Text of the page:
St. Louis realtors—here’s what to look out for in a home’s heating and cooling system.
Is this a “kick back and relax” house?
The heating and cooling business has been a huge part of my life since I was a kid. It’s afforded me the chance to meet a lot of great realtors. I’ve known many who can enter a home and, within seconds, detect if it’ll be an excellent value for their buyer.
They’re using their five senses (and sometimes six!) to catch little clues that could mean trouble in the long run. And we can pick up a lot from our five senses when it comes to HVAC issues.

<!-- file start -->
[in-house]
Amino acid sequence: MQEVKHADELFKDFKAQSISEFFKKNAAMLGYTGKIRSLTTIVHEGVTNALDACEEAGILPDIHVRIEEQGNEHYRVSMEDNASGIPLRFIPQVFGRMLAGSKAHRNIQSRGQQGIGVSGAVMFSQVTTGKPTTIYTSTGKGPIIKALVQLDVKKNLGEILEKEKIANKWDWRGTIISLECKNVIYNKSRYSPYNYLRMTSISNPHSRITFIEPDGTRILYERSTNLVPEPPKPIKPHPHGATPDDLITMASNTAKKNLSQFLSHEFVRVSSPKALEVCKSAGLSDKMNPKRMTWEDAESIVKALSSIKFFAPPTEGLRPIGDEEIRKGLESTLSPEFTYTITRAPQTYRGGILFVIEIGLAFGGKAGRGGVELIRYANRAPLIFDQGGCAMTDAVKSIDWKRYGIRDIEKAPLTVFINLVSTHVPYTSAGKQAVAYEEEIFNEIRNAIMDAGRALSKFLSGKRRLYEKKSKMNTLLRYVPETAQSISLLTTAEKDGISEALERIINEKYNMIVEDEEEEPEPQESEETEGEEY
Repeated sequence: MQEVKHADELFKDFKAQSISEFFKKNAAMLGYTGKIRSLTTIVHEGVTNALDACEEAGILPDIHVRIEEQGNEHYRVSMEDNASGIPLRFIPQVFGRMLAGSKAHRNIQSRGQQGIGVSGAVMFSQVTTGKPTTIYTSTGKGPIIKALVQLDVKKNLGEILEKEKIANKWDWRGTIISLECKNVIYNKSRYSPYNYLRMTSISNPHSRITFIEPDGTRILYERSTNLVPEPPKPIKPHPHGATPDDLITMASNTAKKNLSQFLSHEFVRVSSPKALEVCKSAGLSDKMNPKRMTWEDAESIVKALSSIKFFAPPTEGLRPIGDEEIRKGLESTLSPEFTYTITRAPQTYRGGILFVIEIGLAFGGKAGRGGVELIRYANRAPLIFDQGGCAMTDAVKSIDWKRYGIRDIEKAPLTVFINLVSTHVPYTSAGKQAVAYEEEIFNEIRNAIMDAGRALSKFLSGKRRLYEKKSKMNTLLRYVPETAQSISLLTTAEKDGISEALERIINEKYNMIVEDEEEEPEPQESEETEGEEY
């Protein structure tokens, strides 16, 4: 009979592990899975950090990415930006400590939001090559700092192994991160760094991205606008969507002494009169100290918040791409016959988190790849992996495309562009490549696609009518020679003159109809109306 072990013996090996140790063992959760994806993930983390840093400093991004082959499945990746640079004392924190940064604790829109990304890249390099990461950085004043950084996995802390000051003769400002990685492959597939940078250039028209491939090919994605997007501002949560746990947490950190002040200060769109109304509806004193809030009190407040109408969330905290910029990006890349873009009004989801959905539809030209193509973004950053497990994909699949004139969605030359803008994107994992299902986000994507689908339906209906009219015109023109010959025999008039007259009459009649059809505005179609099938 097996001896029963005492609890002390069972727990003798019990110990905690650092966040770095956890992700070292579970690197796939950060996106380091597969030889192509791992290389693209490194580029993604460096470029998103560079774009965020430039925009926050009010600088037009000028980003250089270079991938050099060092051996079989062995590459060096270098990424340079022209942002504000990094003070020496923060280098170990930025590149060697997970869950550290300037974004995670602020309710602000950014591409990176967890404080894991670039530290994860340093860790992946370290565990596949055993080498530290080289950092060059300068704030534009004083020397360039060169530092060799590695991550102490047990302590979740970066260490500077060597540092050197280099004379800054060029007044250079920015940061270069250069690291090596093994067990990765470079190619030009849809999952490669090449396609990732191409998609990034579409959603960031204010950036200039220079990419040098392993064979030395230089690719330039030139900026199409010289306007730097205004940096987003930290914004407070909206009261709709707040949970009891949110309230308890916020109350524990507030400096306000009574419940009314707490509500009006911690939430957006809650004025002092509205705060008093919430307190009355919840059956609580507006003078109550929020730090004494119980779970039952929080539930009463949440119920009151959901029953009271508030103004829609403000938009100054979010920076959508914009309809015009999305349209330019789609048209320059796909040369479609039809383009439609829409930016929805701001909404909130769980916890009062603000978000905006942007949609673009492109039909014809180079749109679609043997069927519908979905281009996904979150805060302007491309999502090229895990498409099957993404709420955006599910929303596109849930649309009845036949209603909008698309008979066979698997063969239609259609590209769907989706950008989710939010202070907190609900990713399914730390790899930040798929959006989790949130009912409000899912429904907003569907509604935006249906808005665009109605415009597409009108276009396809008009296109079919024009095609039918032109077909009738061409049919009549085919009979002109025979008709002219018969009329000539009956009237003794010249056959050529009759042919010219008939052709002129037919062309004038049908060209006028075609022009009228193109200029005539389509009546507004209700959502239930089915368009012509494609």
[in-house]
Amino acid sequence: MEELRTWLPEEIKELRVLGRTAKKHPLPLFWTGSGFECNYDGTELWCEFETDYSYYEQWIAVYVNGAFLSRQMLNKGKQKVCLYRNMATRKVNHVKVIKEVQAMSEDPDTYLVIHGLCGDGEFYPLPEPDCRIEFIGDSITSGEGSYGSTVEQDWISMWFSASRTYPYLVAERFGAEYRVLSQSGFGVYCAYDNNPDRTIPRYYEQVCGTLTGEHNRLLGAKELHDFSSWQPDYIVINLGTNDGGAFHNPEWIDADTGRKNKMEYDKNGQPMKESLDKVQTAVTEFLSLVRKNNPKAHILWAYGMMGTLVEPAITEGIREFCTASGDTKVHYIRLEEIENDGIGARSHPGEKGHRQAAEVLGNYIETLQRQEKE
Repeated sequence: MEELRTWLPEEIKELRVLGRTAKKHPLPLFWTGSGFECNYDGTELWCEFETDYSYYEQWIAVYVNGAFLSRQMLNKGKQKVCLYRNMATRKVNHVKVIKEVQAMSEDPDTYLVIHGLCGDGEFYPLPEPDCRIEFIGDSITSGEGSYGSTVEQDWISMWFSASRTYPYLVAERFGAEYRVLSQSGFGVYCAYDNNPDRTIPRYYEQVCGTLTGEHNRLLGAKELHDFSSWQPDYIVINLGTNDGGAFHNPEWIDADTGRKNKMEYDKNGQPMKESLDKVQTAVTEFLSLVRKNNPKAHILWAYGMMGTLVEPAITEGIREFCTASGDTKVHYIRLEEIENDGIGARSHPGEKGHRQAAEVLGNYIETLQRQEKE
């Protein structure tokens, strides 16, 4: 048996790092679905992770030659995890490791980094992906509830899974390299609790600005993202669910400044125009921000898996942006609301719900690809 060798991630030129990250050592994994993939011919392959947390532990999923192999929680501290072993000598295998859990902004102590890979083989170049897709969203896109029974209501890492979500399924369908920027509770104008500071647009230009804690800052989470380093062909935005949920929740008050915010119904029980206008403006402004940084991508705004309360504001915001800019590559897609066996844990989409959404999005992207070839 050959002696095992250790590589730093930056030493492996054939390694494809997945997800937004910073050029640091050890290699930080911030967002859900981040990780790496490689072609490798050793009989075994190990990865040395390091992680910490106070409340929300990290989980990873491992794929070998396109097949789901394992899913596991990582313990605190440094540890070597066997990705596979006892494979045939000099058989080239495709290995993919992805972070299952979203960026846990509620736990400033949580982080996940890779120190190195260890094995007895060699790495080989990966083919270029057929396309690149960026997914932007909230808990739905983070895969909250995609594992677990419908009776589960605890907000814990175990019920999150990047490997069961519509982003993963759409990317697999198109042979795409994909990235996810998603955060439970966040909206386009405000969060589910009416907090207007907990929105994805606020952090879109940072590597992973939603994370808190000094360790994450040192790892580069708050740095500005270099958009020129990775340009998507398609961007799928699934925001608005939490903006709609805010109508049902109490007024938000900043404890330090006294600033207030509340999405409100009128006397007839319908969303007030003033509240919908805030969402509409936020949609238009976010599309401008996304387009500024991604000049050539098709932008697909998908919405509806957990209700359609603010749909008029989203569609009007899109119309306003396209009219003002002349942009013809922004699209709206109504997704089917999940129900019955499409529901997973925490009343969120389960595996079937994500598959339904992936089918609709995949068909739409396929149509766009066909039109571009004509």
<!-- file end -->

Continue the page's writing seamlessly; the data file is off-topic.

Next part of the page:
There’s a lot to learn. But the more we catch, the more likely we’ll be able to rescue a buyer from a bad deal. Even more helpfully, you can use what you notice to negotiate on behalf of your buyer—or save your seller a significant amount of hassle!
Here’s what’s at stake: HVAC systems are expensive. If you’ve ever had to replace a bad unit or fix a massive problem at your residence, you know: It’s heartbreaking to sink all that money into something as boring as a furnace!
Of course, it gives guys like me no pleasure to break that news to people, but it’s my job to make sure my clients are comfortable at home.
And comfort matters. A house’s temperature and air quality can make the difference between a happy customer and a dissatisfied one. As someone whose life’s work is to make people feel cozier at home, here are some ways you can make sure your buyer will be happy for years to come.
Who cares if it’s impolite! Ask the age.